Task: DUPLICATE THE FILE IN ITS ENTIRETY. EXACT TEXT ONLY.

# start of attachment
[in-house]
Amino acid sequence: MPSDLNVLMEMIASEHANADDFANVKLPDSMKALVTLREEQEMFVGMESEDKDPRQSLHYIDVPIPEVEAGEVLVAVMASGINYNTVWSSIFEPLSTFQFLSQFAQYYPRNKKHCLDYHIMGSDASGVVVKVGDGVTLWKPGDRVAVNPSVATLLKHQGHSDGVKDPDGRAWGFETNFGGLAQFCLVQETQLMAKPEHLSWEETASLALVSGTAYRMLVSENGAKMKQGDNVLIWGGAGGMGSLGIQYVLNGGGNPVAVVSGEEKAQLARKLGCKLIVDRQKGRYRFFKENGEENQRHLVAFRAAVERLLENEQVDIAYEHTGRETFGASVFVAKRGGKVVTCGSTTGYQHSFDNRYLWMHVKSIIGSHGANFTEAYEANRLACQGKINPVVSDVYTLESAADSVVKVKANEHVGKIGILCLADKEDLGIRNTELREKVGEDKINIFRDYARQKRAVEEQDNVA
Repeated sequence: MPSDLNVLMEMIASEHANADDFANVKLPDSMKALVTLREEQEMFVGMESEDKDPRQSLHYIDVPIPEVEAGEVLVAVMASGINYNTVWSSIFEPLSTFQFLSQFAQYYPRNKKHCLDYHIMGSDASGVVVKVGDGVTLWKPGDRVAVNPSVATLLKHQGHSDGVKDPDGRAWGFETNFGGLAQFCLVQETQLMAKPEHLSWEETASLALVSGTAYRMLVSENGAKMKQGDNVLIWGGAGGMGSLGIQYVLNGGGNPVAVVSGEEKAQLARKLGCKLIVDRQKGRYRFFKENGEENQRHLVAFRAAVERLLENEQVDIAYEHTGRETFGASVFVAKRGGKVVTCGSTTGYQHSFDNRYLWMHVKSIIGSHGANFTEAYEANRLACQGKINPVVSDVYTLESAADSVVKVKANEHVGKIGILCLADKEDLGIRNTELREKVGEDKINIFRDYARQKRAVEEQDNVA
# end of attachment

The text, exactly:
[in-house]
Amino acid sequence: MPSDLNVLMEMIASEHANADDFANVKLPDSMKALVTLREEQEMFVGMESEDKDPRQSLHYIDVPIPEVEAGEVLVAVMASGINYNTVWSSIFEPLSTFQFLSQFAQYYPRNKKHCLDYHIMGSDASGVVVKVGDGVTLWKPGDRVAVNPSVATLLKHQGHSDGVKDPDGRAWGFETNFGGLAQFCLVQETQLMAKPEHLSWEETASLALVSGTAYRMLVSENGAKMKQGDNVLIWGGAGGMGSLGIQYVLNGGGNPVAVVSGEEKAQLARKLGCKLIVDRQKGRYRFFKENGEENQRHLVAFRAAVERLLENEQVDIAYEHTGRETFGASVFVAKRGGKVVTCGSTTGYQHSFDNRYLWMHVKSIIGSHGANFTEAYEANRLACQGKINPVVSDVYTLESAADSVVKVKANEHVGKIGILCLADKEDLGIRNTELREKVGEDKINIFRDYARQKRAVEEQDNVA
Repeated sequence: MPSDLNVLMEMIASEHANADDFANVKLPDSMKALVTLREEQEMFVGMESEDKDPRQSLHYIDVPIPEVEAGEVLVAVMASGINYNTVWSSIFEPLSTFQFLSQFAQYYPRNKKHCLDYHIMGSDASGVVVKVGDGVTLWKPGDRVAVNPSVATLLKHQGHSDGVKDPDGRAWGFETNFGGLAQFCLVQETQLMAKPEHLSWEETASLALVSGTAYRMLVSENGAKMKQGDNVLIWGGAGGMGSLGIQYVLNGGGNPVAVVSGEEKAQLARKLGCKLIVDRQKGRYRFFKENGEENQRHLVAFRAAVERLLENEQVDIAYEHTGRETFGASVFVAKRGGKVVTCGSTTGYQHSFDNRYLWMHVKSIIGSHGANFTEAYEANRLACQGKINPVVSDVYTLESAADSVVKVKANEHVGKIGILCLADKEDLGIRNTELREKVGEDKINIFRDYARQKRAVEEQDNVA